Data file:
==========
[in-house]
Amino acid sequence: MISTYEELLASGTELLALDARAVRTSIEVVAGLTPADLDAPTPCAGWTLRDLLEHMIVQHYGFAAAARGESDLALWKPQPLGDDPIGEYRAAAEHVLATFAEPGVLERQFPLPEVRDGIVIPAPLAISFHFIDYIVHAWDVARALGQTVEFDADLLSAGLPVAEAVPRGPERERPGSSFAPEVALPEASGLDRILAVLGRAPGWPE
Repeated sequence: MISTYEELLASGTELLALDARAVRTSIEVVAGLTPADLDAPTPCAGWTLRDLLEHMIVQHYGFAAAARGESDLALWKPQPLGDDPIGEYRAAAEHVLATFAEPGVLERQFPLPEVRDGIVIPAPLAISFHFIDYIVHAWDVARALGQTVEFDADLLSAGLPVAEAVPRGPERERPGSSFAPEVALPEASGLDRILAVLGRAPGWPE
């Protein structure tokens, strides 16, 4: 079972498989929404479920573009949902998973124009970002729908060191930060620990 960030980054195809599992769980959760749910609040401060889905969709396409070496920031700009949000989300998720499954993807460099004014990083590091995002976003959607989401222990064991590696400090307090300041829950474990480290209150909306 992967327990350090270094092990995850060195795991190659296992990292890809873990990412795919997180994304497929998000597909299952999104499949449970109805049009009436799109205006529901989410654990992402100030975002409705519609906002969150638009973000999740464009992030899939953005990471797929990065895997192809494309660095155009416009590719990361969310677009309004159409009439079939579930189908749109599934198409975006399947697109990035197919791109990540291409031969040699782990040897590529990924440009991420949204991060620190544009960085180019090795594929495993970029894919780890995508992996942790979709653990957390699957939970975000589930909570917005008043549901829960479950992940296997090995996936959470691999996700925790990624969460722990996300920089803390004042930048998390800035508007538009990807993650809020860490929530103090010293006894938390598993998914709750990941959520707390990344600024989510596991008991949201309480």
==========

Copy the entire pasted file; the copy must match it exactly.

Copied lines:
[in-house]
Amino acid sequence: MISTYEELLASGTELLALDARAVRTSIEVVAGLTPADLDAPTPCAGWTLRDLLEHMIVQHYGFAAAARGESDLALWKPQPLGDDPIGEYRAAAEHVLATFAEPGVLERQFPLPEVRDGIVIPAPLAISFHFIDYIVHAWDVARALGQTVEFDADLLSAGLPVAEAVPRGPERERPGSSFAPEVALPEASGLDRILAVLGRAPGWPE
Repeated sequence: MISTYEELLASGTELLALDARAVRTSIEVVAGLTPADLDAPTPCAGWTLRDLLEHMIVQHYGFAAAARGESDLALWKPQPLGDDPIGEYRAAAEHVLATFAEPGVLERQFPLPEVRDGIVIPAPLAISFHFIDYIVHAWDVARALGQTVEFDADLLSAGLPVAEAVPRGPERERPGSSFAPEVALPEASGLDRILAVLGRAPGWPE
């Protein structure tokens, strides 16, 4: 079972498989929404479920573009949902998973124009970002729908060191930060620990 960030980054195809599992769980959760749910609040401060889905969709396409070496920031700009949000989300998720499954993807460099004014990083590091995002976003959607989401222990064991590696400090307090300041829950474990480290209150909306 992967327990350090270094092990995850060195795991190659296992990292890809873990990412795919997180994304497929998000597909299952999104499949449970109805049009009436799109205006529901989410654990992402100030975002409705519609906002969150638009973000999740464009992030899939953005990471797929990065895997192809494309660095155009416009590719990361969310677009309004159409009439079939579930189908749109599934198409975006399947697109990035197919791109990540291409031969040699782990040897590529990924440009991420949204991060620190544009960085180019090795594929495993970029894919780890995508992996942790979709653990957390699957939970975000589930909570917005008043549901829960479950992940296997090995996936959470691999996700925790990624969460722990996300920089803390004042930048998390800035508007538009990807993650809020860490929530103090010293006894938390598993998914709750990941959520707390990344600024989510596991008991949201309480």